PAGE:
I doubt that many Manx folks consider themselves really British. Orkney and Shetland are populated primarily by Scots. Those on the Scilly Isles are mostly of Cornish descent - though Cornwall has long since been absorbed, some would say subsumed, by England. The Channel Islands are an interesting case, as they are self-governing British Crown Dependencies, not part of the United Kingdom proper. The British label would probably apply more to them than the others, however.
In general terms, "British" in its modern context is generally applied to the English, Welsh and Cornish peoples. The Scots and the Irish tend to disdain the term, with varying degrees of vehemence. Culturally, Ireland and England have always had separate identities, even in the North, and Scotland shares more with her cousins across the Irish Sea than she does her southern neighbors.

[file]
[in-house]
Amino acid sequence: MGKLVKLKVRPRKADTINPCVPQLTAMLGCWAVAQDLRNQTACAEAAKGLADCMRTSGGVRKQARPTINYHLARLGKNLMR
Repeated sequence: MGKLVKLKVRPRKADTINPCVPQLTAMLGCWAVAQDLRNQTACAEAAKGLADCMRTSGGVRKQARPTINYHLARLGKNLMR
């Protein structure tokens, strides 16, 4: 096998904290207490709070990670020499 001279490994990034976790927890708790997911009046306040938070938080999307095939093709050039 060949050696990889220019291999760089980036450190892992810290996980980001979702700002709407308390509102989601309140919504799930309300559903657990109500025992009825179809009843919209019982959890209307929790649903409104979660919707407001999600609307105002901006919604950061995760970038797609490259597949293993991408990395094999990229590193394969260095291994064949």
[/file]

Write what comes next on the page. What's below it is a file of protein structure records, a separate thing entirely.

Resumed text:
I am perpetually perplexed by how so few people in so small small a space of land can make so much of such small differences, and get along with such disdain and dislike for persons who are basically the same.
Well, this certainly isn't the thread to get into that discussion. It's long and sordid, but it boils down to this: when one people group forcibly, violently takes advantage of another, though the violence may end, the resentment will linger for generation upon generation.
^ The English-Irish antipathy (nevermind the other subgroups of the isles) predates the most recent period of one island's domination (and suppression) of the other. But, yes, I meant to express an observation about humanity, not the people of particular islands (ergo my comment was phrased generally).